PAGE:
Mark Liechty: Effective writing is about managing informationIn an interview with the Post's Srizu Bajracharya, anthropologist and historian Mark Liechty shares his writing methods and his love for non-fiction.
Mark Liechty is an anthropologist and historian, who also teaches at the University of Illinois at Chicago. He is also the co-editor of Martin Chautari's Studies in Nepali History and Society Journal. Liechty till date has written three books on Nepal Suitably Modern, Out Here in Kathmandu: Modernity on the Global Periphery and the most recent Far Out: Countercultural Seekers and the Tourist Encounter in Nepal. Liechty first came to Nepal 50 years ago, when his parents were working in Nepal. In later years, he came back to Nepal as a graduate student making Nepal his research area. In an interview with the Post's Srizu Bajracharya, Liechty shares about his writing methods and his love for non-fiction. Excerpts:
How did you first come to love books?
As a child, I was very slow, and I didn't read much, but it was during my early teens that I discovered a love for books. Since then reading has been an important part of my life. I literally go nowhere without something to read, if I have to wait, I will read. Even now, I am carrying a book with me. I am currently reading Abraham's Luggage. It's an interesting book that explores trade in the medieval Indian backdrop.
Have you always liked reading non-fiction more?
I admire novels as well, but if I have to choose, I always go for historical books—works that give accurate images of the past. I love to read about the places I visit. Learning about places that I visit makes my travel experience even more rewarding. It gives me a chance to understand the place better.
Why should people read non-fiction?
I wouldn't say they 'should', as everyone follows their interest, for some chemistry is exciting, for others, books about religion. However, reading history has always been essential to me. I believe you can't understand the present without delving into the past. We can't remake things if we don't know how they came to be. To look at things in a more profound level, we need to learn about past experiences.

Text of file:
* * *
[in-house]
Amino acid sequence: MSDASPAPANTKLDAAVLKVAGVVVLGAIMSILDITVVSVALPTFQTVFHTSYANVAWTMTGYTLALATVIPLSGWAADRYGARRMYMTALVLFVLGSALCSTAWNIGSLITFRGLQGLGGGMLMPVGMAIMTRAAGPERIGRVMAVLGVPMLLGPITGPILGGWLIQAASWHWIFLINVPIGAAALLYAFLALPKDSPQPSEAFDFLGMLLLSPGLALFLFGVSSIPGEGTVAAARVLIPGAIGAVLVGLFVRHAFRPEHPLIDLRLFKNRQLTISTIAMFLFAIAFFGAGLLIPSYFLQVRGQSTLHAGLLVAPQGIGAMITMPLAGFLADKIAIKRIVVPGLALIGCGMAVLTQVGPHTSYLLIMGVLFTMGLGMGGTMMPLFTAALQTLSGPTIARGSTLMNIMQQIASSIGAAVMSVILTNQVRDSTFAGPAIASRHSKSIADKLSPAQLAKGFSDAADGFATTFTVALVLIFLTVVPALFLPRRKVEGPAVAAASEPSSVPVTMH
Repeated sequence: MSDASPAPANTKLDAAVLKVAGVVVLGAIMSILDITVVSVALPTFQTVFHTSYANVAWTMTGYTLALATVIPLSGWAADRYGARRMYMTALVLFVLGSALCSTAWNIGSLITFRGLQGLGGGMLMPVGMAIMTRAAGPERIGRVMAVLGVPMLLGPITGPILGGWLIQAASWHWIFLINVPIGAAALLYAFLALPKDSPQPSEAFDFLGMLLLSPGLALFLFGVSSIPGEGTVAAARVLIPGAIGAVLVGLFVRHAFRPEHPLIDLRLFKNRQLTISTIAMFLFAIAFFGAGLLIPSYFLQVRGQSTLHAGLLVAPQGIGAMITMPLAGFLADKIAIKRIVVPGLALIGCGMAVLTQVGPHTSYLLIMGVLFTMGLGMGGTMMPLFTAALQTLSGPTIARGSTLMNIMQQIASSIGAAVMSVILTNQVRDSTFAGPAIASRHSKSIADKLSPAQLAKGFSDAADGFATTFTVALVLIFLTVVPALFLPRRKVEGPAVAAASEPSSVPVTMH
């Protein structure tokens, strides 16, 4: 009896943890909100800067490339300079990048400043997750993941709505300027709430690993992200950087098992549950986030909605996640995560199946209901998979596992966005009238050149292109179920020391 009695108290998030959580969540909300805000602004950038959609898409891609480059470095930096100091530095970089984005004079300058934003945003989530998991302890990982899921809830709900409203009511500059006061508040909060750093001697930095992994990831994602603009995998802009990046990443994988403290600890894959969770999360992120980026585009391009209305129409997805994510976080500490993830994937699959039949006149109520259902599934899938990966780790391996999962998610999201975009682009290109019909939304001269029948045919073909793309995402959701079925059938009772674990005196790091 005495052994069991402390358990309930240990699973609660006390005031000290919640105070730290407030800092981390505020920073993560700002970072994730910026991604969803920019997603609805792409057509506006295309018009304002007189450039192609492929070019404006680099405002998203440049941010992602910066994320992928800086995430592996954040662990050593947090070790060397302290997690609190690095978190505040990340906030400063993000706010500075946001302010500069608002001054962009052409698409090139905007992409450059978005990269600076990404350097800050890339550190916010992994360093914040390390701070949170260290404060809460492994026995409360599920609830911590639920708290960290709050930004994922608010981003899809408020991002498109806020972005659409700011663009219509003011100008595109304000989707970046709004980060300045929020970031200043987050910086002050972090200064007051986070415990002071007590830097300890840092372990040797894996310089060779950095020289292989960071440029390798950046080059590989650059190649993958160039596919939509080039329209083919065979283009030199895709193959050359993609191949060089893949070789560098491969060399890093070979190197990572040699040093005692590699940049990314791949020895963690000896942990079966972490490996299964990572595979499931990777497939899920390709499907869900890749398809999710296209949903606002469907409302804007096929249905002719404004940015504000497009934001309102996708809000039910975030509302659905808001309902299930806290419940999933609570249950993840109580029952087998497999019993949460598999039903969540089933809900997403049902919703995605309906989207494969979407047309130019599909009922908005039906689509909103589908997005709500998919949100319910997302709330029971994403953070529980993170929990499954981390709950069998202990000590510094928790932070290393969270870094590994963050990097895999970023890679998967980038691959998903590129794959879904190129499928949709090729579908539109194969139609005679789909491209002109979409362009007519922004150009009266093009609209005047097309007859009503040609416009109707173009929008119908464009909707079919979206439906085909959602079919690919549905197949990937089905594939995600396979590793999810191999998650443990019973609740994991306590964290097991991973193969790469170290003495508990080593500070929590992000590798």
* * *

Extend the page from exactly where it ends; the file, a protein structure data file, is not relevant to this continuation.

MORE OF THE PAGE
When did you begin writing?
I came back to Nepal as a graduate student as I had picked Nepal as my research area and that dissertation went on to become my first book: Suitably Modern.
Initially, when I had come, I was looking up information for medical anthropology, but when I talked to people, I realised that many had already explored that theme. At the time, I was living with a Nepali host family and I used to travel around Nepal with a youth group. I was intrigued by the culture of the time, people's relationship with growing consumerism and processes related to middle-class families. And so, I ventured into writing the book.
During the '80s and '90s, you could suddenly see more middle-class people working their way up the social ladder. For the youth, at the time, their social ground was shaking, and they were quite aware of their situation. It was a different time when castes were reorganising and classes were coming into place.
What is it that makes you write about Nepal?
I have always liked Nepal; you see there is no better reason for it. I love how the environment here is not overwhelming and has a human scale to its experience. Here I have seen things that have been beyond my imagination. Nepal has always intrigued me.
What has been the take away from working on your latest book?
I think the take away was the writing journey itself—the time I spent time collecting information and bringing them together one by one. It's gratifying when pieces of information gradually start to manifest into something meaningful. You can say it's like collecting pieces of a puzzle that you have no idea of where it will fit, but as you assemble these pieces, a picture starts to form.